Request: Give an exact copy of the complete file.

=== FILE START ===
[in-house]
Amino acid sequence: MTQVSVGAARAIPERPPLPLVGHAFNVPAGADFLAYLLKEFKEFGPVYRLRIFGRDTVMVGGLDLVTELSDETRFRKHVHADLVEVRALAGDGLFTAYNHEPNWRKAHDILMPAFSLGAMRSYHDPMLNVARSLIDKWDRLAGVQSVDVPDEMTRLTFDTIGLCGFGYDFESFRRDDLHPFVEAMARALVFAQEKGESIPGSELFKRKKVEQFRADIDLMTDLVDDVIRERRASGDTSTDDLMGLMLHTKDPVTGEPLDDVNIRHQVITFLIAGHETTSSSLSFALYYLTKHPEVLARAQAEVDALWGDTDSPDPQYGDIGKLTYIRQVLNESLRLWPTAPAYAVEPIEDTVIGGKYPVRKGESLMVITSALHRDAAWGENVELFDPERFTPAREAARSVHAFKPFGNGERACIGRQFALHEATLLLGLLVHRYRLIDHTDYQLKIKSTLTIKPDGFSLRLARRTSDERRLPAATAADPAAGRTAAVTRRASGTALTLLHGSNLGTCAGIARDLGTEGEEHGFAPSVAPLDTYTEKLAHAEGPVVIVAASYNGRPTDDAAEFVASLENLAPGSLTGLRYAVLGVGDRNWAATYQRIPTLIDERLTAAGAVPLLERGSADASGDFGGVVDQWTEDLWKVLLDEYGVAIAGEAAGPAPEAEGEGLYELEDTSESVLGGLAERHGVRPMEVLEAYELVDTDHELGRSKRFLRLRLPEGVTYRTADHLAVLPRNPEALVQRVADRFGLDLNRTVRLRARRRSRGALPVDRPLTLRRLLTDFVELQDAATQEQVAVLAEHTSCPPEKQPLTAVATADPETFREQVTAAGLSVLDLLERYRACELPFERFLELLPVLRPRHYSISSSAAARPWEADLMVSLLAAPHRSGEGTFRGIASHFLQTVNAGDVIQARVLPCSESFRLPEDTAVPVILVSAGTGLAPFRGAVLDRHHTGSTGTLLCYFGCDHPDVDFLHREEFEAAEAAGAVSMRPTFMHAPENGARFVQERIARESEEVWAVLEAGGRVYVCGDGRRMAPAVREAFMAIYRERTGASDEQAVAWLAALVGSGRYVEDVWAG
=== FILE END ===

[in-house]
Amino acid sequence: MTQVSVGAARAIPERPPLPLVGHAFNVPAGADFLAYLLKEFKEFGPVYRLRIFGRDTVMVGGLDLVTELSDETRFRKHVHADLVEVRALAGDGLFTAYNHEPNWRKAHDILMPAFSLGAMRSYHDPMLNVARSLIDKWDRLAGVQSVDVPDEMTRLTFDTIGLCGFGYDFESFRRDDLHPFVEAMARALVFAQEKGESIPGSELFKRKKVEQFRADIDLMTDLVDDVIRERRASGDTSTDDLMGLMLHTKDPVTGEPLDDVNIRHQVITFLIAGHETTSSSLSFALYYLTKHPEVLARAQAEVDALWGDTDSPDPQYGDIGKLTYIRQVLNESLRLWPTAPAYAVEPIEDTVIGGKYPVRKGESLMVITSALHRDAAWGENVELFDPERFTPAREAARSVHAFKPFGNGERACIGRQFALHEATLLLGLLVHRYRLIDHTDYQLKIKSTLTIKPDGFSLRLARRTSDERRLPAATAADPAAGRTAAVTRRASGTALTLLHGSNLGTCAGIARDLGTEGEEHGFAPSVAPLDTYTEKLAHAEGPVVIVAASYNGRPTDDAAEFVASLENLAPGSLTGLRYAVLGVGDRNWAATYQRIPTLIDERLTAAGAVPLLERGSADASGDFGGVVDQWTEDLWKVLLDEYGVAIAGEAAGPAPEAEGEGLYELEDTSESVLGGLAERHGVRPMEVLEAYELVDTDHELGRSKRFLRLRLPEGVTYRTADHLAVLPRNPEALVQRVADRFGLDLNRTVRLRARRRSRGALPVDRPLTLRRLLTDFVELQDAATQEQVAVLAEHTSCPPEKQPLTAVATADPETFREQVTAAGLSVLDLLERYRACELPFERFLELLPVLRPRHYSISSSAAARPWEADLMVSLLAAPHRSGEGTFRGIASHFLQTVNAGDVIQARVLPCSESFRLPEDTAVPVILVSAGTGLAPFRGAVLDRHHTGSTGTLLCYFGCDHPDVDFLHREEFEAAEAAGAVSMRPTFMHAPENGARFVQERIARESEEVWAVLEAGGRVYVCGDGRRMAPAVREAFMAIYRERTGASDEQAVAWLAALVGSGRYVEDVWAG